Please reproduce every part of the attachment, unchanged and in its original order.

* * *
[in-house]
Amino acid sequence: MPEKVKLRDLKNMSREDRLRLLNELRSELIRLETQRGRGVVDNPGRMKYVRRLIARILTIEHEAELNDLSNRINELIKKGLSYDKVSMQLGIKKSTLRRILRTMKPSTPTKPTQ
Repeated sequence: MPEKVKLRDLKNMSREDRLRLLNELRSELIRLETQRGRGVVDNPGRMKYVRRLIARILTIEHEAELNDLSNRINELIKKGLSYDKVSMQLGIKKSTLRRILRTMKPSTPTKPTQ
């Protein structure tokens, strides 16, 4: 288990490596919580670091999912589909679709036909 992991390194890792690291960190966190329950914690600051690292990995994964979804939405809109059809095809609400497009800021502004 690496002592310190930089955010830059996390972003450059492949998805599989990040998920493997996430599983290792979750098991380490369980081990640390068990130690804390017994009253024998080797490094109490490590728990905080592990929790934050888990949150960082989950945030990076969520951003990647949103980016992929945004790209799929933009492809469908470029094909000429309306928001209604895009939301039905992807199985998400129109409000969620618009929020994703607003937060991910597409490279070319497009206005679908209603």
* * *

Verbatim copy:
[in-house]
Amino acid sequence: MPEKVKLRDLKNMSREDRLRLLNELRSELIRLETQRGRGVVDNPGRMKYVRRLIARILTIEHEAELNDLSNRINELIKKGLSYDKVSMQLGIKKSTLRRILRTMKPSTPTKPTQ
Repeated sequence: MPEKVKLRDLKNMSREDRLRLLNELRSELIRLETQRGRGVVDNPGRMKYVRRLIARILTIEHEAELNDLSNRINELIKKGLSYDKVSMQLGIKKSTLRRILRTMKPSTPTKPTQ
């Protein structure tokens, strides 16, 4: 288990490596919580670091999912589909679709036909 992991390194890792690291960190966190329950914690600051690292990995994964979804939405809109059809095809609400497009800021502004 690496002592310190930089955010830059996390972003450059492949998805599989990040998920493997996430599983290792979750098991380490369980081990640390068990130690804390017994009253024998080797490094109490490590728990905080592990929790934050888990949150960082989950945030990076969520951003990647949103980016992929945004790209799929933009492809469908470029094909000429309306928001209604895009939301039905992807199985998400129109409000969620618009929020994703607003937060991910597409490279070319497009206005679908209603």